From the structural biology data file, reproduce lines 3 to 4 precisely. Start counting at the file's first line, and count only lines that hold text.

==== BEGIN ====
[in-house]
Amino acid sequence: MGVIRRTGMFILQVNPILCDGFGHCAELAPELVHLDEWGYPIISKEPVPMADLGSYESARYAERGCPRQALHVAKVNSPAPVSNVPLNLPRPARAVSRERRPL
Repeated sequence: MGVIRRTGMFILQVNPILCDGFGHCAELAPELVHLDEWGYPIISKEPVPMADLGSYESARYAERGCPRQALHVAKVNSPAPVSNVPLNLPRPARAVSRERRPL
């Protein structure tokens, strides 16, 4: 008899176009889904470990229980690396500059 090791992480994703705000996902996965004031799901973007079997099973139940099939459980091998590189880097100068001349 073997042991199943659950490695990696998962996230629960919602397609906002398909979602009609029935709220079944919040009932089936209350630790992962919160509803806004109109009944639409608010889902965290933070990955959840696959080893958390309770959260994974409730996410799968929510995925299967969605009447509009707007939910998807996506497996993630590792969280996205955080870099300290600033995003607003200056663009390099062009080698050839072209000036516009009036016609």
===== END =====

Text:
Repeated sequence: MGVIRRTGMFILQVNPILCDGFGHCAELAPELVHLDEWGYPIISKEPVPMADLGSYESARYAERGCPRQALHVAKVNSPAPVSNVPLNLPRPARAVSRERRPL
């Protein structure tokens, strides 16, 4: 008899176009889904470990229980690396500059 090791992480994703705000996902996965004031799901973007079997099973139940099939459980091998590189880097100068001349 073997042991199943659950490695990696998962996230629960919602397609906002398909979602009609029935709220079944919040009932089936209350630790992962919160509803806004109109009944639409608010889902965290933070990955959840696959080893958390309770959260994974409730996410799968929510995925299967969605009447509009707007939910998807996506497996993630590792969280996205955080870099300290600033995003607003200056663009390099062009080698050839072209000036516009009036016609």